Helping RCMP officers get back to work after a critical incident involves a network of people who provide professional help, patience and time to support their colleagues' return.
In Alberta, the Re-integration Program was established in 2015 as a peer-driven initiative to ensure officers involved in shootings or other critical incidents — such as serious motor-vehicle accidents or in-custody deaths — can perform their operational duties when they come back to work.
"Historically, we did not have a formalized process to ensure members were comfortable using their intervention options prior to coming back," says Sgt. Ray Savage, whose work developing the program has inspired others to advocate for a national program. "Since its inception the Re-integration Program has emerged a standard of care for members."
Dealing with trauma
After a critical incident, officers are referred to an RCMP Health Services psychologist who will debrief the individual, discuss the incident and decide if their participation in the Re-integration Program is required.
An officer referred to the program will speak to a pair of re-integration facilitators who are selected based on their operational experience and interpersonal skills. The facilitators meet with the officer, talk about the incident, and discuss how the officer feels and what procedures will facilitate their return.
But it's the officer receiving the help who actually steers the process.
"Critical-incident events can cause a significant emotional impact for officers that can overwhelm their traditional coping mechanisms," says Savage. "We give them the time to come up with a plan to allow them to drive what they want to do so they can return."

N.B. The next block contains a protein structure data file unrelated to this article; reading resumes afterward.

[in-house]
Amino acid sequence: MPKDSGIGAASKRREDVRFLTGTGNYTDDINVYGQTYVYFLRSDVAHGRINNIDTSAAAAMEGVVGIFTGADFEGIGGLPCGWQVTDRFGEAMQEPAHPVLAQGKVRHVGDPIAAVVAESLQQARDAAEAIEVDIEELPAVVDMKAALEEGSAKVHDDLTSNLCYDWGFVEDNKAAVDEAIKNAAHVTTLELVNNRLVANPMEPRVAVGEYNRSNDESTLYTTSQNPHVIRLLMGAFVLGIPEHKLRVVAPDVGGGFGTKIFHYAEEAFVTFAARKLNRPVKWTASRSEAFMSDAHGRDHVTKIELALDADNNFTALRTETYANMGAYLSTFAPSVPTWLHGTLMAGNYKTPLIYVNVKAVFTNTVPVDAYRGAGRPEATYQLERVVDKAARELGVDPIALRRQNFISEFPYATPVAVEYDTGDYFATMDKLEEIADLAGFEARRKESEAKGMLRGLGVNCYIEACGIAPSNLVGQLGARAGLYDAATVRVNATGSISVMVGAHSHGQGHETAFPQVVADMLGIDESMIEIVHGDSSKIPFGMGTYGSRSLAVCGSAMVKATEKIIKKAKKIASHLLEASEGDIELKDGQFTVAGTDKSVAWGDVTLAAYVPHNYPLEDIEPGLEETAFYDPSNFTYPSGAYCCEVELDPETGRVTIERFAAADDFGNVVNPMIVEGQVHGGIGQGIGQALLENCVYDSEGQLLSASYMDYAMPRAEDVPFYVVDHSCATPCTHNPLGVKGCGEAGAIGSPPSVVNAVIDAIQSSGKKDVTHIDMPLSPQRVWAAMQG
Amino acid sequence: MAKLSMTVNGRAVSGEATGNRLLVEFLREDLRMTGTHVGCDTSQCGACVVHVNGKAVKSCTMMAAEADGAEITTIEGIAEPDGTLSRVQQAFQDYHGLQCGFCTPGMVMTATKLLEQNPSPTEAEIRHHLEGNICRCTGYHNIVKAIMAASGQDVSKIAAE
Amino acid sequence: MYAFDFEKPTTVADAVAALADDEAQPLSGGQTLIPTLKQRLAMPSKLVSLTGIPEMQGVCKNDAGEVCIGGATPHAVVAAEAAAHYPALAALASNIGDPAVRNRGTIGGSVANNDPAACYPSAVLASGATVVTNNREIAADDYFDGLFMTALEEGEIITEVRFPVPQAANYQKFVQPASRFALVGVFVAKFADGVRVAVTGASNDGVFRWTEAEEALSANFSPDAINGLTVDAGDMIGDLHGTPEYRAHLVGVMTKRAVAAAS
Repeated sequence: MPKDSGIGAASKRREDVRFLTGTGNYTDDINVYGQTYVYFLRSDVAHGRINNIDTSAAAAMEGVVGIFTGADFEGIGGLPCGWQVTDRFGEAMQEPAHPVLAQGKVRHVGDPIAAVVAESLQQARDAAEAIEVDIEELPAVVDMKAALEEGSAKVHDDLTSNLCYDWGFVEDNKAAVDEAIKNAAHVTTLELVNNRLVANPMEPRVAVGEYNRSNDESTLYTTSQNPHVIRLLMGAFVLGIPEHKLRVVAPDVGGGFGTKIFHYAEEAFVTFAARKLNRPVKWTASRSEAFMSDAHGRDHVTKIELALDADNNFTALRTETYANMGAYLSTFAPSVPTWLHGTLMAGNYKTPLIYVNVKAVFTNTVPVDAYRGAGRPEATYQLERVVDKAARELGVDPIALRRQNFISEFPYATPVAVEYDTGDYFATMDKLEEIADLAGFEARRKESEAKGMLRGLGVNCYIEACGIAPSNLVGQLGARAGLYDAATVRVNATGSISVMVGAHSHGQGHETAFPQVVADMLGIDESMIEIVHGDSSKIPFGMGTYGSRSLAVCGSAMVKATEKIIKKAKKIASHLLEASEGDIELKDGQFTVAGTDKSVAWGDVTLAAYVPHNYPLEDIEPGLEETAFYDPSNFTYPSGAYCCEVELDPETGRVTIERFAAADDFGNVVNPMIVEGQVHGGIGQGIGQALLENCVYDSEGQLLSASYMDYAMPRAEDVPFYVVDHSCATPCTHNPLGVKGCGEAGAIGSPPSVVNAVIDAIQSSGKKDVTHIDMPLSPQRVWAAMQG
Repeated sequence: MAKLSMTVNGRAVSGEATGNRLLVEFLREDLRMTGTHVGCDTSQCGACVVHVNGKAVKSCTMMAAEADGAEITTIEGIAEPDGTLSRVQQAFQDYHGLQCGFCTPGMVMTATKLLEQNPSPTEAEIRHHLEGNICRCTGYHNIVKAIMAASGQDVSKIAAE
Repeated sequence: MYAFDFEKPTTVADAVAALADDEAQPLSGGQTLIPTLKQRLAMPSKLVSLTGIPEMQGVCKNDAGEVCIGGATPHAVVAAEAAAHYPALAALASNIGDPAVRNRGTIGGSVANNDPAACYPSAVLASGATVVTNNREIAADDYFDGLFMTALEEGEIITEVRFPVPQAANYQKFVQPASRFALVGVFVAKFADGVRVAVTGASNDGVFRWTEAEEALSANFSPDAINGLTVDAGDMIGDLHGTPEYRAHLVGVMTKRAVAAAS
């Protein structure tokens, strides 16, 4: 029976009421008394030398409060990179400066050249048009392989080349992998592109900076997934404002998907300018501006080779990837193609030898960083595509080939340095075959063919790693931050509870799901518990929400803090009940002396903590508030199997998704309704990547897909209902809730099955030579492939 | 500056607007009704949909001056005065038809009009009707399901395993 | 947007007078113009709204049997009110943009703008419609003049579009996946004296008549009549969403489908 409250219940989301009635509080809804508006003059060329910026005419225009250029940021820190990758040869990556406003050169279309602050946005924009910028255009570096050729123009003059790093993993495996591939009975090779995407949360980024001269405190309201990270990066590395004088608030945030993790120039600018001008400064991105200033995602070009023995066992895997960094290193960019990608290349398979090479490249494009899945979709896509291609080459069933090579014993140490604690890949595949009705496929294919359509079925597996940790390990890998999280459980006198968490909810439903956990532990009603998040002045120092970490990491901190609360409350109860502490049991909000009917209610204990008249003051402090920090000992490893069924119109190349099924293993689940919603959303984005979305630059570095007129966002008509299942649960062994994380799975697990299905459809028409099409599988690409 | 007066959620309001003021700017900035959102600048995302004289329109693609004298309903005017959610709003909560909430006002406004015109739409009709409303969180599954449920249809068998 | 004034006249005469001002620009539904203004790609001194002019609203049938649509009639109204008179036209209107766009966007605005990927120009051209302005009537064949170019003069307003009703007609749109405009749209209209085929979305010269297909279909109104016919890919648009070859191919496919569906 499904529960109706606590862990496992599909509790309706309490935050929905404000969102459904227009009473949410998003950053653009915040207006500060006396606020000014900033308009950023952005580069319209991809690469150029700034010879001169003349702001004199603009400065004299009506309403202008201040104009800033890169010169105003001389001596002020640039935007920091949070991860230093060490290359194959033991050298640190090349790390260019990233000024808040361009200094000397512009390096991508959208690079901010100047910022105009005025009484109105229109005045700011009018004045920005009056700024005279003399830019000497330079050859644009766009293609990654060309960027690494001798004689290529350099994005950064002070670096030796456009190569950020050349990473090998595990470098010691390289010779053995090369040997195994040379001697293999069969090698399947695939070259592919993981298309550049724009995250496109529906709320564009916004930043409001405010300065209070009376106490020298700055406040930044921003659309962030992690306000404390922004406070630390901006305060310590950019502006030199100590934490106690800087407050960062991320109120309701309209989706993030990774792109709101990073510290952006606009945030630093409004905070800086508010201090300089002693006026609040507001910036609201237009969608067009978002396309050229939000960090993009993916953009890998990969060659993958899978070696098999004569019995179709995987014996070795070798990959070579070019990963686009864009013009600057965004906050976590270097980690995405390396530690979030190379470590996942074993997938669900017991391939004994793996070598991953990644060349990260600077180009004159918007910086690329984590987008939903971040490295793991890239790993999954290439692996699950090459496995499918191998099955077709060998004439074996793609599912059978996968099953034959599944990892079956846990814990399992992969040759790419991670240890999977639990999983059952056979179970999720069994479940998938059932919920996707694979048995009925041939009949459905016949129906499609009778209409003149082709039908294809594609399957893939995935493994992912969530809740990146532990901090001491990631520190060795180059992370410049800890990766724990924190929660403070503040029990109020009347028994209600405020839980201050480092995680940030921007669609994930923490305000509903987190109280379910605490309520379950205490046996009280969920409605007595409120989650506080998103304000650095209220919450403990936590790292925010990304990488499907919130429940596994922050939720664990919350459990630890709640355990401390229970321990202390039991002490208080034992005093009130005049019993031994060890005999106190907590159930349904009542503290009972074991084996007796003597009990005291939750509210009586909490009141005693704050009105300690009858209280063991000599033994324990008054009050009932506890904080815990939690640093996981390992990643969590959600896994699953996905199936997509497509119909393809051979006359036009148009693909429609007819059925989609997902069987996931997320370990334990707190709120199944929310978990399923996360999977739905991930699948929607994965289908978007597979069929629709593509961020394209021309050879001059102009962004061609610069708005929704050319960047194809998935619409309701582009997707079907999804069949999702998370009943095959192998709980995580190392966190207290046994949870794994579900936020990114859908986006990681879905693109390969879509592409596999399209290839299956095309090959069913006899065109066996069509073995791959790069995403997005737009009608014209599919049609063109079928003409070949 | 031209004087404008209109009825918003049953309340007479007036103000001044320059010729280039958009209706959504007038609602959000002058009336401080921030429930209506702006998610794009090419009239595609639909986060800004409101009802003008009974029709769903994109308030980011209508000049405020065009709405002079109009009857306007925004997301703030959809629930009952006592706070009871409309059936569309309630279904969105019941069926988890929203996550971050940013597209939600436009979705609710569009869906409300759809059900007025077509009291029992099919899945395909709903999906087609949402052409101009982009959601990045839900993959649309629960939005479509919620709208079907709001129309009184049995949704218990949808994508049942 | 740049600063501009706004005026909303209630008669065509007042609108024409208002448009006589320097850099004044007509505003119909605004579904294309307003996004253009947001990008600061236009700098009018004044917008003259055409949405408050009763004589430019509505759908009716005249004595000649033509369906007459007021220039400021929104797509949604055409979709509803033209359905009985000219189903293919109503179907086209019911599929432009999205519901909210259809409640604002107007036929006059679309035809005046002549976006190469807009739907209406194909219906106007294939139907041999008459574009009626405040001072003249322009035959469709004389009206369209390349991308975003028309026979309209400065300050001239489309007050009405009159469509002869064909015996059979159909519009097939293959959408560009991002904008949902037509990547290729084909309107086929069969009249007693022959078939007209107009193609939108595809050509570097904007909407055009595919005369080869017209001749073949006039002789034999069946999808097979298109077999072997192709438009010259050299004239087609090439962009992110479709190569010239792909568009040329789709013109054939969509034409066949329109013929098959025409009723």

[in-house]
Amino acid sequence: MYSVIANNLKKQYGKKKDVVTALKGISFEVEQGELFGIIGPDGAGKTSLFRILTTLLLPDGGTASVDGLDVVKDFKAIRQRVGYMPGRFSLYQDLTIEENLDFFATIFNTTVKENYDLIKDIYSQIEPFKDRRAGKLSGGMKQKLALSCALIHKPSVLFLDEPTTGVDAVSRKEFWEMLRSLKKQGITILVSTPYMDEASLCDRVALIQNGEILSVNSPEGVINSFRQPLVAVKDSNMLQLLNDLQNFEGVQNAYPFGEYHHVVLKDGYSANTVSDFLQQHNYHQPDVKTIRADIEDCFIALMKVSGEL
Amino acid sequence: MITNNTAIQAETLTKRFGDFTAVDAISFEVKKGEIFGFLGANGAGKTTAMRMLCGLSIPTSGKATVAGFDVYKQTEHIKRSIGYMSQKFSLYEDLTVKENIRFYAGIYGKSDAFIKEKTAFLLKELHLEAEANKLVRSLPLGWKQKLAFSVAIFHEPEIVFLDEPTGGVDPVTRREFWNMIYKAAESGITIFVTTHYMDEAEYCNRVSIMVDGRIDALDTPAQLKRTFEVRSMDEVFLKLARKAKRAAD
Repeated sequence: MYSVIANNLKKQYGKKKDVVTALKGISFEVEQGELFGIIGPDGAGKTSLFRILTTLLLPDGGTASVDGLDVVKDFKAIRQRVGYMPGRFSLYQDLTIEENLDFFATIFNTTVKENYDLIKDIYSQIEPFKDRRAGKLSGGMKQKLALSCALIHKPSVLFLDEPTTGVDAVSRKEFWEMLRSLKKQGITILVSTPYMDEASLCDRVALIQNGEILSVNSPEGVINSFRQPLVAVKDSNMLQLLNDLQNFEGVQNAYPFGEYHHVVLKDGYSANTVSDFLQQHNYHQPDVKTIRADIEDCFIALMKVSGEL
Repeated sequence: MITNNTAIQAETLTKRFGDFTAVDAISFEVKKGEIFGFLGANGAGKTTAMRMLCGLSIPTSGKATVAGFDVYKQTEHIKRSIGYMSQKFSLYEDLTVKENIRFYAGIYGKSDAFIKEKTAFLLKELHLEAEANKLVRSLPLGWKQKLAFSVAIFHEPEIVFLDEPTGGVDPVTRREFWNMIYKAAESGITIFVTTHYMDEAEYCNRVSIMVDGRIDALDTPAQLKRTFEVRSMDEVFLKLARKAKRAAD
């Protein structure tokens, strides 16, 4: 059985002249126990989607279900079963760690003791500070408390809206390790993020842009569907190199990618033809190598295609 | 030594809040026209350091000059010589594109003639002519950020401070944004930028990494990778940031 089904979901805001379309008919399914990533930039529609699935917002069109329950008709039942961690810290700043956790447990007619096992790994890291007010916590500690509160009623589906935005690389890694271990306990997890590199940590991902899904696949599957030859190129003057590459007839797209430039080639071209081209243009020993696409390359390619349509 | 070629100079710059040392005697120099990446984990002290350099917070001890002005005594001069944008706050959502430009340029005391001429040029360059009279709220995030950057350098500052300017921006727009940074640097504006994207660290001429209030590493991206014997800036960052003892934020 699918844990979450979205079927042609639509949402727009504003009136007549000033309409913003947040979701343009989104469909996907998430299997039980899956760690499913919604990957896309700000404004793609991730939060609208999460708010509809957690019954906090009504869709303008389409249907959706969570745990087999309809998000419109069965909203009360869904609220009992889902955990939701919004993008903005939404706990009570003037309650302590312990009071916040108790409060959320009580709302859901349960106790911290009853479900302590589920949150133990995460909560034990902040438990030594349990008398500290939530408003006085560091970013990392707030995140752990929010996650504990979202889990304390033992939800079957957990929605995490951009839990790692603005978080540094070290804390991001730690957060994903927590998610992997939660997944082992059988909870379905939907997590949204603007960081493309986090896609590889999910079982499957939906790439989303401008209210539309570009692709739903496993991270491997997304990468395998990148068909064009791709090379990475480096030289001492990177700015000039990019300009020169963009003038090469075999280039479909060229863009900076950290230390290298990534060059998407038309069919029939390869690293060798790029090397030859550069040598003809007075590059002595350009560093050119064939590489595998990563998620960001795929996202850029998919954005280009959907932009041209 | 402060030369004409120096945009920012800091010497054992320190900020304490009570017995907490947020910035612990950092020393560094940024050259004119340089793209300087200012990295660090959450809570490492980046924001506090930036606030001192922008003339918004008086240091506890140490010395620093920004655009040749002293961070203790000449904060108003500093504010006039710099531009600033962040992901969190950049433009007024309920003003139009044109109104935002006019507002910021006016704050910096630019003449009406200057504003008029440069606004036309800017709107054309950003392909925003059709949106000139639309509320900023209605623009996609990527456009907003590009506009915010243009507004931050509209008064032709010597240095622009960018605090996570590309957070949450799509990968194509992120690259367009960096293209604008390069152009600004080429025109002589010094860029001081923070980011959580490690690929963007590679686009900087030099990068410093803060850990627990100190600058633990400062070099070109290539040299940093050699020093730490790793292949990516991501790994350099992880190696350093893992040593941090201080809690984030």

For example, an officer involved in a shooting may have trouble dealing with the smell of gun powder or the sound of a shot. They may also need to regain their confidence to work with live fire.
"So if they want, we can take them down to the shooting range. We can recreate the incident in a controlled environment to make sure the member can become comfortable using their operational skills again," says Savage.
That's why Insp. Betty Gilholme, an administration and personnel officer in Nunavut, has been sending officers who need help, south.
"We have small detachments, a higher-than-normal ratio of critical incidents and we don't have an environment here that can provide that kind of support," she says.
Gilholme says officers participating in the program get help dealing with the aftermath of critical incidents and any trauma that could emerge down the road.
"It allows a safe place to go through an exercise that helps the officer understand things they may not have been aware of," she says. "We don't want members to freeze when they are back on the job because they haven't processed the previous trauma."
Cpl. Steve Oster, with the RCMP's National Use of Force Unit, is leading the initiative to take the Re-integration Program national. He's also a big fan of the work done in Alberta.
"I'm confident they have prevented members from leaving the force, even saved lives," he says.
One officer who participated in the program after shooting a suspect, reported that re-integration should be mandatory for any officer who has gone through a critical incident.
"The days following the shooting are filled with stress, disbelief and uncertainty. Nobody can be expected to function normally and get over a traumatic experience without help and support," the officer wrote in a statement. "The re-integration program helped me regain my confidence and the belief in myself, which allowed me to get back on my feet."
Oster, who has also endured critical incidents, agrees.
"Sometimes we fake it in the field. We can't be emotional because we're the ones who are supposed to be helping people, not the other way around," Oster says. "But those feelings kept inside will catch up with you."
Savage says 77 officers have been through the program, which has since expanded to include those returning to work from physical or psychological injury.
Once they return after getting the OK from the psychologist, the officers often become instant advocates of reintegration.
"Those members pay it forward and they become a point of contact for the program and encourage other members," says Savage.